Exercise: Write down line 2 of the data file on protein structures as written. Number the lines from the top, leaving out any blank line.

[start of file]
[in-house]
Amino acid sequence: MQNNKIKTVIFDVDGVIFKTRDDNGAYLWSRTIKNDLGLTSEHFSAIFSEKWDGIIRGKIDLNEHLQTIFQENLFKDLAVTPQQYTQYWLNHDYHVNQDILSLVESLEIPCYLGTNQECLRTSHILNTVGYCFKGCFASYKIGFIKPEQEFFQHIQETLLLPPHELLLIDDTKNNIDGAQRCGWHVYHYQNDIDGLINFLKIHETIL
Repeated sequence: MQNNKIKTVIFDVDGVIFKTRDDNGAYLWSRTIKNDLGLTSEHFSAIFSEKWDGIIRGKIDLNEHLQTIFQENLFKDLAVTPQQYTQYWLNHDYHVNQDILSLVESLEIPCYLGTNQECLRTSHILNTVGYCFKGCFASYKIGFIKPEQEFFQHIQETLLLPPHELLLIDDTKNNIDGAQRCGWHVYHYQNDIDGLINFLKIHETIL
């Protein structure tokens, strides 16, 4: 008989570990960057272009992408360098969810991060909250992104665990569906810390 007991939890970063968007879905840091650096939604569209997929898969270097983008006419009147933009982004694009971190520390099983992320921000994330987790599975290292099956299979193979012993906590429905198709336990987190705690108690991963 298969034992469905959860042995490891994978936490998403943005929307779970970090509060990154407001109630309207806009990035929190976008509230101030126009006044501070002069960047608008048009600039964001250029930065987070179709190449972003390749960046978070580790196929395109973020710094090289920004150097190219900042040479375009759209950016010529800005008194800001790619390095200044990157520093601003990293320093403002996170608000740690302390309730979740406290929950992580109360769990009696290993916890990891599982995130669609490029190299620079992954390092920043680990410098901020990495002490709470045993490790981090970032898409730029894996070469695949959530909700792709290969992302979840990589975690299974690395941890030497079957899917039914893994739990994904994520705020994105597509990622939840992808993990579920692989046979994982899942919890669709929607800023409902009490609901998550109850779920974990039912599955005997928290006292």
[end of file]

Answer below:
Amino acid sequence: MQNNKIKTVIFDVDGVIFKTRDDNGAYLWSRTIKNDLGLTSEHFSAIFSEKWDGIIRGKIDLNEHLQTIFQENLFKDLAVTPQQYTQYWLNHDYHVNQDILSLVESLEIPCYLGTNQECLRTSHILNTVGYCFKGCFASYKIGFIKPEQEFFQHIQETLLLPPHELLLIDDTKNNIDGAQRCGWHVYHYQNDIDGLINFLKIHETIL